China Takes Center Stage
Chinese President Xi Jinping seems determined to use his unprecedented third five-year term to reshape international institutions to suit his country’s interests. But the world’s leading powers must cooperate in addressing global challenges like climate change.
MADRID – When Deng Xiaoping came to power in 1978, following the death of Mao Zedong, he outlined a new national strategy that emphasized gradualism, ideological flexibility, and discretion. Deng summarized his doctrine with the dictum: “Hide your strength and bide your time.” In the decades that followed, this approach underpinned China’s transformation into an economic powerhouse, with Deng’s successors focusing on growth and maintained a low international profile. But it is clear that a low-profile foreign policy is not part of Chinese President Xi Jinping’s plan to deliver “the great rejuvenation of the Chinese nation.”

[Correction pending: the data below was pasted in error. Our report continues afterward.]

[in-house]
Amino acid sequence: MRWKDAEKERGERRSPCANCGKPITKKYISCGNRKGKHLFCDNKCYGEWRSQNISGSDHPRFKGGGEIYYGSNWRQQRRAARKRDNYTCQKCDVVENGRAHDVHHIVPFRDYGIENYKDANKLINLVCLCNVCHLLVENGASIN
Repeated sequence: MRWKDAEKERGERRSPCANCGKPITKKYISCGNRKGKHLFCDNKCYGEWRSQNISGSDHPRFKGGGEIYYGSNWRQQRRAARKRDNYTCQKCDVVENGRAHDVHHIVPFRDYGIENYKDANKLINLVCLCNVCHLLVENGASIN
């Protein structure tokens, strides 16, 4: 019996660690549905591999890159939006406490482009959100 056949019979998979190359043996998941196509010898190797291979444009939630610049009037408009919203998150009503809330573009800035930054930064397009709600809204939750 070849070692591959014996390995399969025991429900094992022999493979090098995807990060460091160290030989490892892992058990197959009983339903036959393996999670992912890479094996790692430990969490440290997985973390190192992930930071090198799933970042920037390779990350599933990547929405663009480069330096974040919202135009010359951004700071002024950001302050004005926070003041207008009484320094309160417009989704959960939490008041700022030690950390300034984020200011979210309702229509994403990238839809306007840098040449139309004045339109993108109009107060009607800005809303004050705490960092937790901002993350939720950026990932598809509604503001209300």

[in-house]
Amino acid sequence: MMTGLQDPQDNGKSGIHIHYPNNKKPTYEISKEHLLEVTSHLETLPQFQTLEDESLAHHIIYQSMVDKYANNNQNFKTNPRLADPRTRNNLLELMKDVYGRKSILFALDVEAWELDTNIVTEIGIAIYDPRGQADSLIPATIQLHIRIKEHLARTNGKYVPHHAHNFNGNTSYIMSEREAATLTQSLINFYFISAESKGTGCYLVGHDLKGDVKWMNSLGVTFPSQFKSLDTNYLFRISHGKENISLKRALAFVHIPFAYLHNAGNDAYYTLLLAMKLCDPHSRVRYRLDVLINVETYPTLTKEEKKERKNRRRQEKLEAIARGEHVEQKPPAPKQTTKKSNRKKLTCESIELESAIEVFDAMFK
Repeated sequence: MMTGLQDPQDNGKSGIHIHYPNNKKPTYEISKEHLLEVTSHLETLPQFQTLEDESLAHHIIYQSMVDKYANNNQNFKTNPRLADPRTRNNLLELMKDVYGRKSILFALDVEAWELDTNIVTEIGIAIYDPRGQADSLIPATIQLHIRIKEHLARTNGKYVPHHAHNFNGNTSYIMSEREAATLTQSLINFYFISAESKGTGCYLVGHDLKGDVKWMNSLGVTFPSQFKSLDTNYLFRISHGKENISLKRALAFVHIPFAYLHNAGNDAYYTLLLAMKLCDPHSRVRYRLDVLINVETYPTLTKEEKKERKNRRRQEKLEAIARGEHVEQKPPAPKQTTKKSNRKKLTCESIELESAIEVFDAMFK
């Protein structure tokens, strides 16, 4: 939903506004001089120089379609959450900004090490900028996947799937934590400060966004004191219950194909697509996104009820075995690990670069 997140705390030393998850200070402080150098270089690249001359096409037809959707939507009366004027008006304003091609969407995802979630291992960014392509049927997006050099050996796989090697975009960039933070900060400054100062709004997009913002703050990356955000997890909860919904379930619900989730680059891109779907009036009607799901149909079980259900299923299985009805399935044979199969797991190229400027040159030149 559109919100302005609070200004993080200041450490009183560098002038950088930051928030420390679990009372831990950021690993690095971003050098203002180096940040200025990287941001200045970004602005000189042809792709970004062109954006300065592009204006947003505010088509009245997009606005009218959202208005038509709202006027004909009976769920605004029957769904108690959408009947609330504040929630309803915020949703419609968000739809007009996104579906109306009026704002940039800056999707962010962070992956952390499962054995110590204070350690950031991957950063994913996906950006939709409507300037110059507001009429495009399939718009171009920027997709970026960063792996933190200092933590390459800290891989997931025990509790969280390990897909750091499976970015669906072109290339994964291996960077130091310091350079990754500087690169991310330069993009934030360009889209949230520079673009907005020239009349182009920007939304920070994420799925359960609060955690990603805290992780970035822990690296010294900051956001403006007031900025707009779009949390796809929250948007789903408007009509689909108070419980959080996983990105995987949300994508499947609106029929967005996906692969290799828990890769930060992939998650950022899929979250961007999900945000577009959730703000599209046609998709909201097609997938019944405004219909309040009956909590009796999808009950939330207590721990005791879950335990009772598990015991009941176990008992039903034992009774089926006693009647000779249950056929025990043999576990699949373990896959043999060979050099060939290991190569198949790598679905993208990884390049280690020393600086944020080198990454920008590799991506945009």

Xi’s confirmation as China’s first three-term president, which will almost certainly happen during the Communist Party’s 20th National Congress this week, comes at a delicate moment. According to Oxford Economics, China’s annual GDP growth will average 4.5% over the next decade, before slowing to about 3% between 2030 and 2040. Over the past 50 years, China’s economy has grown at an average annual rate of nearly 10%. But its economic boom could soon become a thing of the past.
Against this backdrop, the United States’ annual GDP growth rate could soon overtake China’s for the first time since 1976, the year Mao died. In fact, the two economies are now growing at roughly the same pace: the World Bank has recently revised down its forecast for China’s economic growth this year to 2.8%, compared to an expected rate of 2.5% in the US.
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